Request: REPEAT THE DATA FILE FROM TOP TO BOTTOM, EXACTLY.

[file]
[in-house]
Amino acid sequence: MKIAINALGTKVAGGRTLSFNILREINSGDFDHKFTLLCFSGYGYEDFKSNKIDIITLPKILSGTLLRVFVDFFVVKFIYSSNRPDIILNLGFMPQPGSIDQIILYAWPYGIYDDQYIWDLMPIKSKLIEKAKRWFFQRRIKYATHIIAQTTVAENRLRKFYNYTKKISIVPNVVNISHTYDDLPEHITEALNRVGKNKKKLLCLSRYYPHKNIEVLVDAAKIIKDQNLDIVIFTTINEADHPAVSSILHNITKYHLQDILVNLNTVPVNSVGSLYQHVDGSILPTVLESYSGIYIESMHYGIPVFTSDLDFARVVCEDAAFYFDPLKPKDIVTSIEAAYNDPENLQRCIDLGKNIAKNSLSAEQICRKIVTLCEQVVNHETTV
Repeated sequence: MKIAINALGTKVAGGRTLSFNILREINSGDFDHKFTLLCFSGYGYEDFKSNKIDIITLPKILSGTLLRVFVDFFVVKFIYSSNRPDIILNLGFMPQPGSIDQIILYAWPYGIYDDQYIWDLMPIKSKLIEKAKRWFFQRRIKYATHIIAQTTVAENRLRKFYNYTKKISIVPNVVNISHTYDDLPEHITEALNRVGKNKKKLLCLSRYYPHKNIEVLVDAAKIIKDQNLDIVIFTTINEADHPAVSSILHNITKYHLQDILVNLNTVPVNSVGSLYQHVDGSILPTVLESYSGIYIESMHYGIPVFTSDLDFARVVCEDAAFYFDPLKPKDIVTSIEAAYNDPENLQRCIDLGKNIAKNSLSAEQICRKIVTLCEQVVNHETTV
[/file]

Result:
[in-house]
Amino acid sequence: MKIAINALGTKVAGGRTLSFNILREINSGDFDHKFTLLCFSGYGYEDFKSNKIDIITLPKILSGTLLRVFVDFFVVKFIYSSNRPDIILNLGFMPQPGSIDQIILYAWPYGIYDDQYIWDLMPIKSKLIEKAKRWFFQRRIKYATHIIAQTTVAENRLRKFYNYTKKISIVPNVVNISHTYDDLPEHITEALNRVGKNKKKLLCLSRYYPHKNIEVLVDAAKIIKDQNLDIVIFTTINEADHPAVSSILHNITKYHLQDILVNLNTVPVNSVGSLYQHVDGSILPTVLESYSGIYIESMHYGIPVFTSDLDFARVVCEDAAFYFDPLKPKDIVTSIEAAYNDPENLQRCIDLGKNIAKNSLSAEQICRKIVTLCEQVVNHETTV
Repeated sequence: MKIAINALGTKVAGGRTLSFNILREINSGDFDHKFTLLCFSGYGYEDFKSNKIDIITLPKILSGTLLRVFVDFFVVKFIYSSNRPDIILNLGFMPQPGSIDQIILYAWPYGIYDDQYIWDLMPIKSKLIEKAKRWFFQRRIKYATHIIAQTTVAENRLRKFYNYTKKISIVPNVVNISHTYDDLPEHITEALNRVGKNKKKLLCLSRYYPHKNIEVLVDAAKIIKDQNLDIVIFTTINEADHPAVSSILHNITKYHLQDILVNLNTVPVNSVGSLYQHVDGSILPTVLESYSGIYIESMHYGIPVFTSDLDFARVVCEDAAFYFDPLKPKDIVTSIEAAYNDPENLQRCIDLGKNIAKNSLSAEQICRKIVTLCEQVVNHETTV